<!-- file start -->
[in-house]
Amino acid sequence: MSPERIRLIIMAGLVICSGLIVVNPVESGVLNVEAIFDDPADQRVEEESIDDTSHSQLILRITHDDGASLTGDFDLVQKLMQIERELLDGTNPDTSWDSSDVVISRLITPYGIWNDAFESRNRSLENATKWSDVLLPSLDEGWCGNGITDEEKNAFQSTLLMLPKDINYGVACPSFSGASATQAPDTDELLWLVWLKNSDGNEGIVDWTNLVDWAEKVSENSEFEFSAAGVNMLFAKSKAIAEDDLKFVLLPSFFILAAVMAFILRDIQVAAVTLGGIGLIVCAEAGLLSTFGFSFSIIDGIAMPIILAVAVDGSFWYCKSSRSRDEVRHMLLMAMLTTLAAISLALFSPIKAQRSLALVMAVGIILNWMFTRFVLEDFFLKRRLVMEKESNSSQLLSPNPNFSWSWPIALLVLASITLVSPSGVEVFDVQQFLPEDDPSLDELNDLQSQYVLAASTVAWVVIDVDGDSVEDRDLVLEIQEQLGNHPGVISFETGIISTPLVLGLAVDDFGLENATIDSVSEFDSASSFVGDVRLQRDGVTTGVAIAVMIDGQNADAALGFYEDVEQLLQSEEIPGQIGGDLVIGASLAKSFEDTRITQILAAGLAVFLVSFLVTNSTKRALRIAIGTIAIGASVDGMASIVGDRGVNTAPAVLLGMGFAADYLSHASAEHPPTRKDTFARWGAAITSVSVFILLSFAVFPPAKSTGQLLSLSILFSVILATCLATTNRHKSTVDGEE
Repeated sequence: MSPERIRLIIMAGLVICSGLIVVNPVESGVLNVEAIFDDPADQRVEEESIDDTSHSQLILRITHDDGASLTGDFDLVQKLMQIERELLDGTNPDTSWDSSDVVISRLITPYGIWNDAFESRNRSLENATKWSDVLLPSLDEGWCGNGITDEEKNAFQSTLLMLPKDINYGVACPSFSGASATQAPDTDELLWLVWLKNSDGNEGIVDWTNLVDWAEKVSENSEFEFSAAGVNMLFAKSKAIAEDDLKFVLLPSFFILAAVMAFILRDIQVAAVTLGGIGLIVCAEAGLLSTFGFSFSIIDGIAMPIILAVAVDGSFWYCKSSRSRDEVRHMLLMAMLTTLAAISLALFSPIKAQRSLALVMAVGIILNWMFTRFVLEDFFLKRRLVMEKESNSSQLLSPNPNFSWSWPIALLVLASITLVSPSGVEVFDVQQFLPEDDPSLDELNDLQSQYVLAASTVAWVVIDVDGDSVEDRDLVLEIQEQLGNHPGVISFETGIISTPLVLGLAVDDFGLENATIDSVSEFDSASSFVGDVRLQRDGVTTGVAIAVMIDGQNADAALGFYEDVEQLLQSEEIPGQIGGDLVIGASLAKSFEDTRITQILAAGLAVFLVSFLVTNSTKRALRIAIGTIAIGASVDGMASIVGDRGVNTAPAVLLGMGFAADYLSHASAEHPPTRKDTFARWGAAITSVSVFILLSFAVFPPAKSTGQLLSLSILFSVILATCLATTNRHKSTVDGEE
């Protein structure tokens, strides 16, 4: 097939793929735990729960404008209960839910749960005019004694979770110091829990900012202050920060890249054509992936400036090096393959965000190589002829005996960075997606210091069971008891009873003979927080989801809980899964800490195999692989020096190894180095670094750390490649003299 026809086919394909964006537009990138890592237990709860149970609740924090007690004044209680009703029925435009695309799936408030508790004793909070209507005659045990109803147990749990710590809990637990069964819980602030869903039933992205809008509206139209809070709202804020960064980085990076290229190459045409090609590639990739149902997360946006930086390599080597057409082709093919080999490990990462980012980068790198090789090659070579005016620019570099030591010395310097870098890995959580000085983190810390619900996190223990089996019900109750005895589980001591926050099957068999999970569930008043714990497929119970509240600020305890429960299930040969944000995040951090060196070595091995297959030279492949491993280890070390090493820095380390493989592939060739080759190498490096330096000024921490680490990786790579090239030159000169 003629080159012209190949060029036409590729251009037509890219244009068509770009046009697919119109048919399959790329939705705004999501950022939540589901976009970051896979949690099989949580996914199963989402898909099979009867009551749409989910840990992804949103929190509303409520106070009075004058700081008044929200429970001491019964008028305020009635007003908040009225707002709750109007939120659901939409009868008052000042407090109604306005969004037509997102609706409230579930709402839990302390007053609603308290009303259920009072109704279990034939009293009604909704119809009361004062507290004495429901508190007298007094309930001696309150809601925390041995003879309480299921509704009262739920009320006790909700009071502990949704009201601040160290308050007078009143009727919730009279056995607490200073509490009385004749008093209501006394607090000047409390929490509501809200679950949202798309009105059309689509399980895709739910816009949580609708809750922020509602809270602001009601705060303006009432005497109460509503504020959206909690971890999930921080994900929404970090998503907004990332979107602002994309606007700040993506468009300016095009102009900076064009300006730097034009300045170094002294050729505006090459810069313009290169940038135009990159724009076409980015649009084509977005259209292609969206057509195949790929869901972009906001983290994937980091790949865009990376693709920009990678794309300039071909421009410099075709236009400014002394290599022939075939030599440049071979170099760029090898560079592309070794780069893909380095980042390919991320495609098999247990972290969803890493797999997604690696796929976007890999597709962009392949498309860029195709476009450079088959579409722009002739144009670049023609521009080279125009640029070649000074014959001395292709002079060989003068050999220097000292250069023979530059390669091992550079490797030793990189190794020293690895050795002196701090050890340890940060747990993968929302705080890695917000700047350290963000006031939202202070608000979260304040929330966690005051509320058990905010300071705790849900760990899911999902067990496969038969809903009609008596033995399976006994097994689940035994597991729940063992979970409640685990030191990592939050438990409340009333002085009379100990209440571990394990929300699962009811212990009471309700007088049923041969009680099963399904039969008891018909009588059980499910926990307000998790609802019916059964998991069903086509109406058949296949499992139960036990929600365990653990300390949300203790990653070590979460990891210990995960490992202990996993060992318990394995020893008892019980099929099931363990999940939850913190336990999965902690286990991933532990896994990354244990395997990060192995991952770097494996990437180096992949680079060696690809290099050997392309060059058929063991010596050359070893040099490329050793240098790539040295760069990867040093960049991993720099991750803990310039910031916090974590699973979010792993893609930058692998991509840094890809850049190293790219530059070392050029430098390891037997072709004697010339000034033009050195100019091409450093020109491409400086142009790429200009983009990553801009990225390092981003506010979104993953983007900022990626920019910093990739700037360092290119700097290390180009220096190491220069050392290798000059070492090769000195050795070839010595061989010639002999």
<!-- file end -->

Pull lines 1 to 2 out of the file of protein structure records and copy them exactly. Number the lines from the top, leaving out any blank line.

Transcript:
[in-house]
Amino acid sequence: MSPERIRLIIMAGLVICSGLIVVNPVESGVLNVEAIFDDPADQRVEEESIDDTSHSQLILRITHDDGASLTGDFDLVQKLMQIERELLDGTNPDTSWDSSDVVISRLITPYGIWNDAFESRNRSLENATKWSDVLLPSLDEGWCGNGITDEEKNAFQSTLLMLPKDINYGVACPSFSGASATQAPDTDELLWLVWLKNSDGNEGIVDWTNLVDWAEKVSENSEFEFSAAGVNMLFAKSKAIAEDDLKFVLLPSFFILAAVMAFILRDIQVAAVTLGGIGLIVCAEAGLLSTFGFSFSIIDGIAMPIILAVAVDGSFWYCKSSRSRDEVRHMLLMAMLTTLAAISLALFSPIKAQRSLALVMAVGIILNWMFTRFVLEDFFLKRRLVMEKESNSSQLLSPNPNFSWSWPIALLVLASITLVSPSGVEVFDVQQFLPEDDPSLDELNDLQSQYVLAASTVAWVVIDVDGDSVEDRDLVLEIQEQLGNHPGVISFETGIISTPLVLGLAVDDFGLENATIDSVSEFDSASSFVGDVRLQRDGVTTGVAIAVMIDGQNADAALGFYEDVEQLLQSEEIPGQIGGDLVIGASLAKSFEDTRITQILAAGLAVFLVSFLVTNSTKRALRIAIGTIAIGASVDGMASIVGDRGVNTAPAVLLGMGFAADYLSHASAEHPPTRKDTFARWGAAITSVSVFILLSFAVFPPAKSTGQLLSLSILFSVILATCLATTNRHKSTVDGEE